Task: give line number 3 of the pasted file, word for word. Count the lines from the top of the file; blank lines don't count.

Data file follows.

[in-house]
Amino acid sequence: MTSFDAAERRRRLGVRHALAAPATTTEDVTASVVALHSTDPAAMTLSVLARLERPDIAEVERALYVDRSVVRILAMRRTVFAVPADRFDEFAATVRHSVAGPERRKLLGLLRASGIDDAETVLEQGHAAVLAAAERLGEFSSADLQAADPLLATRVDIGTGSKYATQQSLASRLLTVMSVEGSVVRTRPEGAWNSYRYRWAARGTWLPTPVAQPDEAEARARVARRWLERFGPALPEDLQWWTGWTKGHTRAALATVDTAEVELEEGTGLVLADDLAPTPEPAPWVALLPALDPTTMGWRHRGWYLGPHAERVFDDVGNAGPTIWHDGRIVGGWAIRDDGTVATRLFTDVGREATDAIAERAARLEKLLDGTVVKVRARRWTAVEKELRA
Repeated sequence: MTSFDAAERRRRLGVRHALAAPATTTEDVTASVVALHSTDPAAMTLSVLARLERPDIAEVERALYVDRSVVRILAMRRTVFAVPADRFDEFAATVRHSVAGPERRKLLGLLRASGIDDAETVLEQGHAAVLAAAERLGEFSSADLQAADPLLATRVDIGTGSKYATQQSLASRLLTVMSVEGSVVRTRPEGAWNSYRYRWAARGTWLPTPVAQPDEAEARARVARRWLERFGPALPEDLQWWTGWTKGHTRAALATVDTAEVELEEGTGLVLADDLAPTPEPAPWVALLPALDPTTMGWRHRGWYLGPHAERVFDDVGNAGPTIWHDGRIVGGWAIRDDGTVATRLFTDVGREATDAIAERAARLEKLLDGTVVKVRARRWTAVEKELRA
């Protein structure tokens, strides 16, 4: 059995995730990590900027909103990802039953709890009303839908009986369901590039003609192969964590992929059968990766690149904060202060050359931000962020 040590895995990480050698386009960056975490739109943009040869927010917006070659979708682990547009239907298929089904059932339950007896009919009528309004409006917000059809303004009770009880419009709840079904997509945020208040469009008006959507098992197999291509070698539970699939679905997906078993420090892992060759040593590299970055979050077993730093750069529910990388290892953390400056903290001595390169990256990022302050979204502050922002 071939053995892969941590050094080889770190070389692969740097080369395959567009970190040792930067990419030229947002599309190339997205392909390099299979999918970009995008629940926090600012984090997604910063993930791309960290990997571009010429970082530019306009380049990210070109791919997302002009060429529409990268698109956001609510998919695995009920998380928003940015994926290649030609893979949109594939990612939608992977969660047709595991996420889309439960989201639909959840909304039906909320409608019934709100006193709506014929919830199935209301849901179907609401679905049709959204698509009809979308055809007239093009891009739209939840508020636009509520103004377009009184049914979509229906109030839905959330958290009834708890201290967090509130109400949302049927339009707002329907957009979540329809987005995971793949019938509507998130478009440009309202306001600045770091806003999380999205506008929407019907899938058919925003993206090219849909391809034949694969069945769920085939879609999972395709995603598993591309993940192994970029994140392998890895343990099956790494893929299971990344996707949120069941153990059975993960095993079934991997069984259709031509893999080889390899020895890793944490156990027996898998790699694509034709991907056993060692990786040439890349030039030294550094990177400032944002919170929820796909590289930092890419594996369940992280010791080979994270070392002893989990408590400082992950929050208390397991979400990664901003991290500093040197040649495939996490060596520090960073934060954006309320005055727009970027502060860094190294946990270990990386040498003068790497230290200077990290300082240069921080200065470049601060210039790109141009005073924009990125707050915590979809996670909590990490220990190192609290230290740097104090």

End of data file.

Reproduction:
Repeated sequence: MTSFDAAERRRRLGVRHALAAPATTTEDVTASVVALHSTDPAAMTLSVLARLERPDIAEVERALYVDRSVVRILAMRRTVFAVPADRFDEFAATVRHSVAGPERRKLLGLLRASGIDDAETVLEQGHAAVLAAAERLGEFSSADLQAADPLLATRVDIGTGSKYATQQSLASRLLTVMSVEGSVVRTRPEGAWNSYRYRWAARGTWLPTPVAQPDEAEARARVARRWLERFGPALPEDLQWWTGWTKGHTRAALATVDTAEVELEEGTGLVLADDLAPTPEPAPWVALLPALDPTTMGWRHRGWYLGPHAERVFDDVGNAGPTIWHDGRIVGGWAIRDDGTVATRLFTDVGREATDAIAERAARLEKLLDGTVVKVRARRWTAVEKELRA